Six-figure donation helping FareShare Lancashire and Cumbria for second year

The Cumberland building society is donating £223,000 to help combat food poverty across Cumbria and parts of Lancashire for the second year running.

Thousands of local people and families struggling with the cost of living are set to benefit.

The team at The Cumberland decided to step in last year with £250,000, their biggest ever charitable donation, after research showed food poverty was one of locals’ highest concerns.

Foodbanks in Cumbrian towns were seeing a 30 per cent increase in demand, with a 75 per cent increase in people using rural food banks.

The Cumberland launched its ‘Kinder Kind of Kitchen’ initiative in June 2023, partnering with the charity FareShare Lancashire and Cumbria, operated by Recycling Lives Charity, which distributed the donation to its network of frontline community food projects across the two counties.

The impact over the last 12 months was:

  • 52 community food projects were supported
  • The equivalent of 577,047 meals were served
  • 242 tonnes of food was saved from waste and redistributed to people in need
  • 4 tonnes of pet food was saved from waste and redistributed
  • 3 tonnes of toiletries and baby food was saved and redistributed
  • Through votes cast at their AGM, the Cumberland also donated 66 fridges to food projects in Cumbria and Lancashire

The initiative will now continue for a second year and will also be extended into southwest Scotland for the first time. A £27,000 donation is being made to FareShare Glasgow and the West of Scotland to bring the amount going towards helping food poverty in the Cumberland’s operating area to £250,000.

Claire Deekes, chief customer officer at The Cumberland said: “It was humbling to visit the food projects, meet volunteers and see first-hand the vital support they provide to local people and how our donation helped them continue or even expand their work.

“This year it is clear once again that many people are struggling to afford the basics, and demand remains high at Cumbrian food projects, so we took the decision to continue the Kinder Kind of Kitchen initiative and extend its reach.

“We are a mutual, owned by our members, and looking out for our communities is really important to us.”

Alasdair Jackson OBE, Chief Executive of Recycling Lives Charity & Social Enterprise, which delivers FareShare Lancashire & Cumbria, said: “The Cumberland’s Kinder Kind of Kitchen initiative has been a really exciting collaboration. The aim was to support charitable groups to get more food out to people in need across Cumbria and parts of Lancashire, and we’re so pleased that this aim has been met and even exceeded over the last 12 months.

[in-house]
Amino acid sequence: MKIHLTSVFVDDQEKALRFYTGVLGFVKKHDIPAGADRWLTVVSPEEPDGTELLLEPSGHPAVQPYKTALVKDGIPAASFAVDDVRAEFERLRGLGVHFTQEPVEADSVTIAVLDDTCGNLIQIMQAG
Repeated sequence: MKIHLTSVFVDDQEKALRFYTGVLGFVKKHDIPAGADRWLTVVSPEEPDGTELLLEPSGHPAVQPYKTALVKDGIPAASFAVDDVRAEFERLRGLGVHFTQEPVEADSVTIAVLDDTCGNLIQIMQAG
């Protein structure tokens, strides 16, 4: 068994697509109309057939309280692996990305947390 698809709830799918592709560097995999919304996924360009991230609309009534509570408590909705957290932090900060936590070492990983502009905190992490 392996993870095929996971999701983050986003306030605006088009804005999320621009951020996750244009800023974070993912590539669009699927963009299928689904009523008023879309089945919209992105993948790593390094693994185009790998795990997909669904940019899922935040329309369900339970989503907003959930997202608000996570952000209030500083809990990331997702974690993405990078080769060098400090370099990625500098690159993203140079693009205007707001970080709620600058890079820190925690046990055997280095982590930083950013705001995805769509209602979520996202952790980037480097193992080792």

“Many of our groups have used the additional funding to expand their provision – delivering extra sessions, serving up much more food, or adding extra provision to their offerings. On top of this, 66 of our groups have received new fridge/freezers, helping them to store and redistribute more food, to prevent goods from going to waste. And many have welcomed volunteers from The Cumberland’s branches to help get food out to people in need. It’s been a real team effort right across the board.

“We know the struggles our members have faced in recent years – demand is ever-increasing. Initiatives like this are helping us all to meet this need and make sure people don’t go hungry.

“The groups we deliver food to are incredible, making such enormous different to their communities. We’re really pleased to have been able to extend the Kinder Kind of Kitchen initiative thanks to the Cumberland’s generosity.”

In addition The Cumberland, in partnership with both FareShare Lancashire and Cumbria, and FareShare Glasgow and the West of Scotland, is to publish ‘The Kinder Cookbook.’ It is full of recipes shared by organisers and volunteers from the food projects they helped across the region, and showcases the power of food bringing people together and the impact that partnerships and kindness can have.

Among the projects which benefitted from last year’s £250,000 donation – and which feature in the cookbook - is St Barnabas food bank in Carlisle.

Diane Johnston volunteers there. She said: “I know what it’s like to struggle to make ends meet at times. I have used the foodbank at St Barnabas in the past. It not only gave me vital supplies for me and my teenage daughter, it helped me realise we were not on our own.

“We don’t just offer food at St Barnabas, we offer support, friendship and care. We are supporting more than 50 families and the donations we receive from FareShare Lancashire and Cumbria are a lifeline.”

Dazzle, a not-for-profit project in Barrow, was able to extend its work thanks to The Cumberland’s Kinder Kind of Kitchen initiative. FareShare Lancashire and Cumbria supplied food enabling Dazzle to help more people.

Damion Burns, a director of Dazzle, said: “We provide people with bread, fruit and vegetables. So many have become dependent on the service. It’s not only those out of work. We get people in work who are struggling to make ends meet.”

The Cumberland’s support through FareShare Lancashire and Cumbria also helped to supply food for Dazzle’s community café offering low-cost meals.

Kendal People’s Café and Food Larder, which use surplus food to provide meals on a pay what you can basis, and for those who can’t pay, was also among those supported. Calderwood House homeless hostel in Egremont also benefitted from the scheme. Resident Neil McLaughlin cooks for fellow residents. He said: “Coming to Calderwood House has, quite literally, saved my life. I have found my family again - and I am starting to believe in myself and look forward to the future with hope.”